There have been several articles in the recent past about Rutan and his retirement project, a motorglider with the ability to take off and land on rough water, smooth water, snow, and unimproved fields. He has said the range will allow flight from California to Hawaii non-stop at 170 knots.
EAA has some info here
Burt said in one article he plans to fly around the world with his wife in the new plane going places where no other plane can go. The design is said to be able to take off and land in just 400 feet allowing for some very out of the way spots to be visited.
This will be a bush plane with a 23 to 1 glide ratio, something unheard of in the aviation world before now.
It is a sad day for Science Fiction and film fans.
Leonard Nimoy, the sonorous, gaunt-faced actor who won a worshipful global following as Mr. Spock, the resolutely logical human-alien first officer of the Starship Enterprise in the television and movie juggernaut “Star Trek,” died on Friday morning at his home in the Bel Air section of Los Angeles. He was 83.The New York Times has the details.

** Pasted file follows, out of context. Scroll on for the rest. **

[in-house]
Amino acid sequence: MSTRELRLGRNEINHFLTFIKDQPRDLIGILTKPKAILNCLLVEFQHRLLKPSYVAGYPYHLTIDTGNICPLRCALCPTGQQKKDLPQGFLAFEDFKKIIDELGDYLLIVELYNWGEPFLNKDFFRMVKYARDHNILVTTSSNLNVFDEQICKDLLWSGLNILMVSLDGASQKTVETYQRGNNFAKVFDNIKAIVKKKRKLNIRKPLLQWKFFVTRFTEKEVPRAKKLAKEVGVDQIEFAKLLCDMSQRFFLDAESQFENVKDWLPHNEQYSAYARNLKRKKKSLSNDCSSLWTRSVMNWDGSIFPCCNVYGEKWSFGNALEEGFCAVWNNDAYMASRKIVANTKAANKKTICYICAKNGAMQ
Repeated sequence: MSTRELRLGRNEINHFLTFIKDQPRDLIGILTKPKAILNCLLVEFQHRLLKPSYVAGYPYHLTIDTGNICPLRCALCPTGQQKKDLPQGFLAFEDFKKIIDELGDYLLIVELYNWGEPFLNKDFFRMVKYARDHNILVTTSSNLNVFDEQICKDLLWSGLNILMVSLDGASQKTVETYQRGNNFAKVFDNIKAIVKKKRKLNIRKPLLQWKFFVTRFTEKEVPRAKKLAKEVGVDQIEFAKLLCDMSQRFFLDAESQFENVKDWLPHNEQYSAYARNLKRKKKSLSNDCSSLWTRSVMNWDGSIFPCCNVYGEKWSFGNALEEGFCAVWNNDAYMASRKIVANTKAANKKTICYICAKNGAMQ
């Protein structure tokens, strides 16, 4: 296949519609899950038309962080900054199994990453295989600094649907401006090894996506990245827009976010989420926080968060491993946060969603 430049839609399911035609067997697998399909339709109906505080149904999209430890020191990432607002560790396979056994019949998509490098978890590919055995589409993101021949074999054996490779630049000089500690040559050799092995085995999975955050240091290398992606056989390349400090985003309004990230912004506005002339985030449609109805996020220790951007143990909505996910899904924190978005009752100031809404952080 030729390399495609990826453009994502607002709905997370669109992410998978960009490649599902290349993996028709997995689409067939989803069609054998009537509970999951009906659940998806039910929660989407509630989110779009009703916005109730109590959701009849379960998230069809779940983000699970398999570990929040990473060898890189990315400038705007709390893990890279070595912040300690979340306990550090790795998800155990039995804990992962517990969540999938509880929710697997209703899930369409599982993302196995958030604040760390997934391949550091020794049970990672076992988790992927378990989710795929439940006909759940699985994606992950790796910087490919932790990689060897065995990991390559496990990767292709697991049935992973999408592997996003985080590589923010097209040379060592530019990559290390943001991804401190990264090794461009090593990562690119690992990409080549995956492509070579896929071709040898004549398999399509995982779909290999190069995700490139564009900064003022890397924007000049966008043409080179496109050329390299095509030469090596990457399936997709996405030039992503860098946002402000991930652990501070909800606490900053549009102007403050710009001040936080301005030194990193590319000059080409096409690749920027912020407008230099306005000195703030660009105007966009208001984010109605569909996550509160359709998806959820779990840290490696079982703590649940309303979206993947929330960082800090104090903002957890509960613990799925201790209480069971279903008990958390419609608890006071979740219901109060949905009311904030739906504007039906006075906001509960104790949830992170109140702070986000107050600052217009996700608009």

Live long and prosper, Leonard.
The FreeBSD team has released FreeBSD 10.1!
You can read more about some of the highlights at the FreeBSD announcement
, but in brief, they include: updated network drivers, updates to ZFS, sendmail, the use ofunbound in place of bind as default resolver, the bhyve hypervisor, and lots of userland updates.
Important to this
FreeBSD user is the new vt virtual console driver, as 10.0 introduced a bug that disabled virtual consoles for anyone with an Intel video chip (imagine a FreeBSD install that requires a GUI!). Lots of work is being put into this new driver, to bring FreeBSD's virtual consoles up to speed with Linux.
As always, the new version comes in ISO and USB formats, netboot, and more; and for the amd64, i386, ia64, powerpc, powerpc64, sparc64, and armv6 architectures.
President Barack Obama has spoken out on the topic of Net Neutrality, and he advocates for an Internet that is free and open
. That's a bold move in this political environment!
It would seem that the President is interested in keeping a free and open internet without sweetheart deals. Now if only the FCC listens to the President and the many other Americans who have commented on this matter. Now, what about the other big, Internet-heavy nations that enjoy the benefits of being connected. Who will be the next to speak up? And does Obama's opinion mean the debate will swing in the direction of consumer benefit, or will the corporations have their say?